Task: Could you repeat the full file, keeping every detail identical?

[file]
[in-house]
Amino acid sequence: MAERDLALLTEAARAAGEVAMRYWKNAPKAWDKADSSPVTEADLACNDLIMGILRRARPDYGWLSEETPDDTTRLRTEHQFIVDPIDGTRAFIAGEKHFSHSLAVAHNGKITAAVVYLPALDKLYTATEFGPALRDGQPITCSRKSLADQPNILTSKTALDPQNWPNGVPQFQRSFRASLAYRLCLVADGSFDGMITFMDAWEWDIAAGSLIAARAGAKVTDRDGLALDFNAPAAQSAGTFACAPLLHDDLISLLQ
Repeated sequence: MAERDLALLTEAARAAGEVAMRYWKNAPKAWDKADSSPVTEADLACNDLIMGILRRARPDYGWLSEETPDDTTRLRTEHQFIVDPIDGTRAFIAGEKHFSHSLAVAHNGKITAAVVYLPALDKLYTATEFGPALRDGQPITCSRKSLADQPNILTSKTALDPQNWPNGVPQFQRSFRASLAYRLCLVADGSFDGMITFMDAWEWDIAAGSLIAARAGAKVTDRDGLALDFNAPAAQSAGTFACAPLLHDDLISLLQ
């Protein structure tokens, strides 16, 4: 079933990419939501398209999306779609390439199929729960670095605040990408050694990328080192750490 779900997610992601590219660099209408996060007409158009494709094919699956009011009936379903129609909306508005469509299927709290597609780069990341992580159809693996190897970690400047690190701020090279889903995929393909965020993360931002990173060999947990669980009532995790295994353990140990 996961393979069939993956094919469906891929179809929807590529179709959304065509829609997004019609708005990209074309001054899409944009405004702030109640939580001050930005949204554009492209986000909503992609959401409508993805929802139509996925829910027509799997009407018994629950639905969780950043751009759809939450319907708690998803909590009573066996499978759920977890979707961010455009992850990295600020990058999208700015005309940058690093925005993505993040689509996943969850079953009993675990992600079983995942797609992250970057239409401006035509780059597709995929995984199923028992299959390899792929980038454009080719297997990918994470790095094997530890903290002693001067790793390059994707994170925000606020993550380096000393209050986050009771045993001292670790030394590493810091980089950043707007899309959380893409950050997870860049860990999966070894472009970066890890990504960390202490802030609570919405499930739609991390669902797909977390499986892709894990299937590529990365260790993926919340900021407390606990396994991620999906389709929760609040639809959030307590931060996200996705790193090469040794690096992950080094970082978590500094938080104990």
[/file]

[in-house]
Amino acid sequence: MAERDLALLTEAARAAGEVAMRYWKNAPKAWDKADSSPVTEADLACNDLIMGILRRARPDYGWLSEETPDDTTRLRTEHQFIVDPIDGTRAFIAGEKHFSHSLAVAHNGKITAAVVYLPALDKLYTATEFGPALRDGQPITCSRKSLADQPNILTSKTALDPQNWPNGVPQFQRSFRASLAYRLCLVADGSFDGMITFMDAWEWDIAAGSLIAARAGAKVTDRDGLALDFNAPAAQSAGTFACAPLLHDDLISLLQ
Repeated sequence: MAERDLALLTEAARAAGEVAMRYWKNAPKAWDKADSSPVTEADLACNDLIMGILRRARPDYGWLSEETPDDTTRLRTEHQFIVDPIDGTRAFIAGEKHFSHSLAVAHNGKITAAVVYLPALDKLYTATEFGPALRDGQPITCSRKSLADQPNILTSKTALDPQNWPNGVPQFQRSFRASLAYRLCLVADGSFDGMITFMDAWEWDIAAGSLIAARAGAKVTDRDGLALDFNAPAAQSAGTFACAPLLHDDLISLLQ
């Protein structure tokens, strides 16, 4: 079933990419939501398209999306779609390439199929729960670095605040990408050694990328080192750490 779900997610992601590219660099209408996060007409158009494709094919699956009011009936379903129609909306508005469509299927709290597609780069990341992580159809693996190897970690400047690190701020090279889903995929393909965020993360931002990173060999947990669980009532995790295994353990140990 996961393979069939993956094919469906891929179809929807590529179709959304065509829609997004019609708005990209074309001054899409944009405004702030109640939580001050930005949204554009492209986000909503992609959401409508993805929802139509996925829910027509799997009407018994629950639905969780950043751009759809939450319907708690998803909590009573066996499978759920977890979707961010455009992850990295600020990058999208700015005309940058690093925005993505993040689509996943969850079953009993675990992600079983995942797609992250970057239409401006035509780059597709995929995984199923028992299959390899792929980038454009080719297997990918994470790095094997530890903290002693001067790793390059994707994170925000606020993550380096000393209050986050009771045993001292670790030394590493810091980089950043707007899309959380893409950050997870860049860990999966070894472009970066890890990504960390202490802030609570919405499930739609991390669902797909977390499986892709894990299937590529990365260790993926919340900021407390606990396994991620999906389709929760609040639809959030307590931060996200996705790193090469040794690096992950080094970082978590500094938080104990």